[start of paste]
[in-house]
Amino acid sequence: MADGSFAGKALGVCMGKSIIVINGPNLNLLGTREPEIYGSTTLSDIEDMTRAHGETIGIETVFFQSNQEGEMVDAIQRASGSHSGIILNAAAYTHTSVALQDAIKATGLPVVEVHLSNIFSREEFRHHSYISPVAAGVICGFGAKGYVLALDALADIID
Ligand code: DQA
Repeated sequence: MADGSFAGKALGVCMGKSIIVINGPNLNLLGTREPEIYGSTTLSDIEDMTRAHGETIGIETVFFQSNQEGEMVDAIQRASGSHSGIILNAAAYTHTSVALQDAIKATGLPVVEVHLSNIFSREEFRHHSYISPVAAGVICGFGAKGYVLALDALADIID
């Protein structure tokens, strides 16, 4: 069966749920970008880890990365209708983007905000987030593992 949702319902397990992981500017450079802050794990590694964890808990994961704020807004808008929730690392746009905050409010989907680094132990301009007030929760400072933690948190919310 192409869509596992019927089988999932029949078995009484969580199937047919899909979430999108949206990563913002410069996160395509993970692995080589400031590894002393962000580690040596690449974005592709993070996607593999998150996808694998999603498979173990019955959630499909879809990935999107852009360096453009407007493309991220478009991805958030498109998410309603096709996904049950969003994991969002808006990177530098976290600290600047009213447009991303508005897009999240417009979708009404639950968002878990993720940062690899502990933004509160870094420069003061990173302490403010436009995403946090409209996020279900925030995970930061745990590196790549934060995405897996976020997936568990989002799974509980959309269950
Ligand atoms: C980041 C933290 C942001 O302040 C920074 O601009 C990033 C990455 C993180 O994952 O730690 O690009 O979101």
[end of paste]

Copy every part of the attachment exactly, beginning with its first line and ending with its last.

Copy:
[in-house]
Amino acid sequence: MADGSFAGKALGVCMGKSIIVINGPNLNLLGTREPEIYGSTTLSDIEDMTRAHGETIGIETVFFQSNQEGEMVDAIQRASGSHSGIILNAAAYTHTSVALQDAIKATGLPVVEVHLSNIFSREEFRHHSYISPVAAGVICGFGAKGYVLALDALADIID
Ligand code: DQA
Repeated sequence: MADGSFAGKALGVCMGKSIIVINGPNLNLLGTREPEIYGSTTLSDIEDMTRAHGETIGIETVFFQSNQEGEMVDAIQRASGSHSGIILNAAAYTHTSVALQDAIKATGLPVVEVHLSNIFSREEFRHHSYISPVAAGVICGFGAKGYVLALDALADIID
């Protein structure tokens, strides 16, 4: 069966749920970008880890990365209708983007905000987030593992 949702319902397990992981500017450079802050794990590694964890808990994961704020807004808008929730690392746009905050409010989907680094132990301009007030929760400072933690948190919310 192409869509596992019927089988999932029949078995009484969580199937047919899909979430999108949206990563913002410069996160395509993970692995080589400031590894002393962000580690040596690449974005592709993070996607593999998150996808694998999603498979173990019955959630499909879809990935999107852009360096453009407007493309991220478009991805958030498109998410309603096709996904049950969003994991969002808006990177530098976290600290600047009213447009991303508005897009999240417009979708009404639950968002878990993720940062690899502990933004509160870094420069003061990173302490403010436009995403946090409209996020279900925030995970930061745990590196790549934060995405897996976020997936568990989002799974509980959309269950
Ligand atoms: C980041 C933290 C942001 O302040 C920074 O601009 C990033 C990455 C993180 O994952 O730690 O690009 O979101």